Seating caps out at 7 in the Durango; and my test vehicle offered two seats up front, three in the middle and two in the rear row (which I would recommend for kids only).
As per usual with Dodge, there are plenty of packages you can add to put some flair on the vehicle visually, including the brass monkey appearance package that features a gloss black grille and 20-inch burnished bronze aluminum wheels.
The Durango isn’t a luxury ride, but it still feels high-class inside and is quite comfy. You can get heated seats in front and middle rows, plus a leather wrapped steering wheel.
Seats can be adjusted to increase cargo space. Cargo volume is a strong 84.5 cubic feet.
HOW’S THE RIDE?
First of all, let’s talk weight. Coming in at 5,105 pounds the Durango is definitely not on a diet. It’s among the bulkiest SUVs and so it’s no surprise the ride feels a bit heavy and requires some effort to manage turns.
But what’s great about the Durango is that even though it won’t win any drag races or agility contests, it remains a very powerful, smooth and quiet ride at the same time -- and that’s what most people want anyways.
The vehicle I tested had a 3.6 liter V6 engine with an 8-speed automatic transmission. Numbers were 295 horsepower and 260 lb.-ft. of torque. And if you really want bonus power, you can upsize to some V8 engine offerings, which give you either 360 or 475 hp.
Even with the V6, which most buyers will end up getting, you won’t be disappointed in the Durango’s power. Paddle shifters are included for those who like to control the gears, and the Durango is offered in both AWD and RWD.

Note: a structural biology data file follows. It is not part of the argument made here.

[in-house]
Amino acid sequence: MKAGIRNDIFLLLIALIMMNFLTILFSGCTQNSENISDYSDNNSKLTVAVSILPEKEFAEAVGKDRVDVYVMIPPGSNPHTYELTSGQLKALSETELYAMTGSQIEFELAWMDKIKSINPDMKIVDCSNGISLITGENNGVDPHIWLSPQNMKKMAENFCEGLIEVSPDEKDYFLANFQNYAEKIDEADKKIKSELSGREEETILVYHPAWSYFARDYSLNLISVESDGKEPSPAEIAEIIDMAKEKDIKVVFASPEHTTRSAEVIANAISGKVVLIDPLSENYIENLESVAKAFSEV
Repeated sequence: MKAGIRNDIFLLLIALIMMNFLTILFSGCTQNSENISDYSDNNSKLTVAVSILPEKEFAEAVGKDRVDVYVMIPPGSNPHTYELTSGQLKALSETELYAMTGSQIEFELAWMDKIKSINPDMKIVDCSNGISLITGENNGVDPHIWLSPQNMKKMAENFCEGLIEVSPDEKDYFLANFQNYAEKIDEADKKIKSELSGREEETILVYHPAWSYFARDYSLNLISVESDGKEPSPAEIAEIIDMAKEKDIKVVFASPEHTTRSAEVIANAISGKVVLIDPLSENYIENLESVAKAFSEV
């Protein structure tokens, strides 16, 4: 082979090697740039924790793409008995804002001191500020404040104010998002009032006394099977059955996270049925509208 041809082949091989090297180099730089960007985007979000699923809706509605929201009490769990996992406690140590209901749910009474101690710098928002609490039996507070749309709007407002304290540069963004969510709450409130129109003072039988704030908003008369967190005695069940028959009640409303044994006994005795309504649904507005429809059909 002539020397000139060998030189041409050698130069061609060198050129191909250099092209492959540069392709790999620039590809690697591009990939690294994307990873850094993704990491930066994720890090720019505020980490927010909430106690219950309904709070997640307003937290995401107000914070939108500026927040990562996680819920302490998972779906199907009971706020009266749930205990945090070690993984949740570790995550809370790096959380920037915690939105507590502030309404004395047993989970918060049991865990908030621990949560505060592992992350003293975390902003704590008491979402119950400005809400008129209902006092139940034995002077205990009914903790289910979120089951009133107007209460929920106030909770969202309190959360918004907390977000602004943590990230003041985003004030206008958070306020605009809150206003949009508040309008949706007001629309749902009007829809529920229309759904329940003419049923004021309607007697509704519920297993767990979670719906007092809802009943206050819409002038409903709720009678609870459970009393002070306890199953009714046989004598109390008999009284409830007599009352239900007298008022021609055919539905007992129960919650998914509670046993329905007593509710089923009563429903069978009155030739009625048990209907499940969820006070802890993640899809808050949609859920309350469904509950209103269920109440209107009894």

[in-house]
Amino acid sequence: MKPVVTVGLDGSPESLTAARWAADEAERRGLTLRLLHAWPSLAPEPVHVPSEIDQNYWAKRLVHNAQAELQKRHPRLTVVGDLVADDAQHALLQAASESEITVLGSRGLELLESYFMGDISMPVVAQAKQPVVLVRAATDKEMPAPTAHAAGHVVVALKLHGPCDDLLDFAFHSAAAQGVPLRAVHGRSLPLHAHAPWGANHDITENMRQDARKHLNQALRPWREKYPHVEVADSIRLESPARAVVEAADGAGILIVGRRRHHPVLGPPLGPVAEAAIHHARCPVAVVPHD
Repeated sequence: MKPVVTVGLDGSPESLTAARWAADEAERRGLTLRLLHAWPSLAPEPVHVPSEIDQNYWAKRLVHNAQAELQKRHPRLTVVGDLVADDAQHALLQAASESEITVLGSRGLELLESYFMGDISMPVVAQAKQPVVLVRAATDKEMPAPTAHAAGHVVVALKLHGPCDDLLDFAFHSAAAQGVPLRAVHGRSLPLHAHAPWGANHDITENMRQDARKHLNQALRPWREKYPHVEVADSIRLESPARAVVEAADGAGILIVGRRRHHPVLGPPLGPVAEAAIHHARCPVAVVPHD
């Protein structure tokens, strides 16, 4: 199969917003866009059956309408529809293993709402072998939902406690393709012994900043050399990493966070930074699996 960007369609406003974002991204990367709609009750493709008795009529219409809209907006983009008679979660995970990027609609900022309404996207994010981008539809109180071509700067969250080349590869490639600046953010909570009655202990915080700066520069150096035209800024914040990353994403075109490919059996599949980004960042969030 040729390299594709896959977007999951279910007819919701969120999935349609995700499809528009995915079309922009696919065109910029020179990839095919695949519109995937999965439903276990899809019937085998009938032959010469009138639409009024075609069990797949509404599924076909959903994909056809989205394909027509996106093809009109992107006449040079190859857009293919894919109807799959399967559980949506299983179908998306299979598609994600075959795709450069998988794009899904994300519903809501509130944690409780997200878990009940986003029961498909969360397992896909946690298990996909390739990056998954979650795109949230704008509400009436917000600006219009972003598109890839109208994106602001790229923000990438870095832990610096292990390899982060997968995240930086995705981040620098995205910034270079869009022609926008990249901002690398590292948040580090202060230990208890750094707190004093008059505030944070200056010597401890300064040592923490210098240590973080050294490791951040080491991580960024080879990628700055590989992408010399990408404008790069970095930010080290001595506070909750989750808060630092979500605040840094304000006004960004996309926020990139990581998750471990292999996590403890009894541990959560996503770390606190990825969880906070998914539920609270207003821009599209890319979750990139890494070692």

Towing capability is one area where the Durango does extremely well vs. other three-row SUVs. My test vehicle was capable of towing 6,200 pounds, and that’s the minimum. The SRT version of the Durango is capable of towing 8,700 pounds.
Tech is another strong area for the Durango.
The optional Blu-Ray compatible in-car entertainment system worked well and is especially great for those with kids in the back, especially on longer rides and trips. The screens fold down behind headrests, so no screen is hanging in the middle of the vehicle. Plus headphones allow those watching to listen without the folks up front hearing it too.
Getting to the center of it all, the excellent UConnect system is featured here again with its 8.4 inch screen (or 7 inch screen on lower trim levels). Voice, touchscreen and steering wheel controls were all easy to use on the Durango, and the Navigation system also worked impressively.
Audio lovers will revel in the optional Beats Audio system with its 506 watt amplifier. You also get 2 USB ports and an AUX port. Bluetooth is standard on most models of the Durango, and you get a free year of satellite radio.
Other tech/safety features offered include: A standard backup camera, Parksense rear park assistant, electronic stability control, traction control, hill start assist, remote start and keyless entry.
Official fuel mileage numbers on the Durango are: 18 mpg city. 25 mpg highway. 21 mpg combined. I only averaged around 17 mpg, which is lower than I’ve experienced in some of the vehicles competing with the Durango (though to be fair, the difference isn’t massive; the three-row SUV isn’t a gas sipper no matter what you choose).
The Durango GT Brass Monkey AWD that I tested came to $47,570 with options. Base price on the Durango is $29,995 and you can go well into the $60K range if you trick it out sufficiently. So there’s a lot of options here to choose from.
With the Dodge brand’s heritage being very much focused on power, the Durango still fits in that mold, while adapting to modern times at the same time.
In my book, the Durango is Dodge’s best vehicle for the family and one of the best overall in the three-row SUV class. It offers power, a smooth and enjoyable ride, towing capability, lots of room for the family and all your stuff, plus strong tech and safety features.
Matt Myftiu can be found on Twitter @MattMyftiu.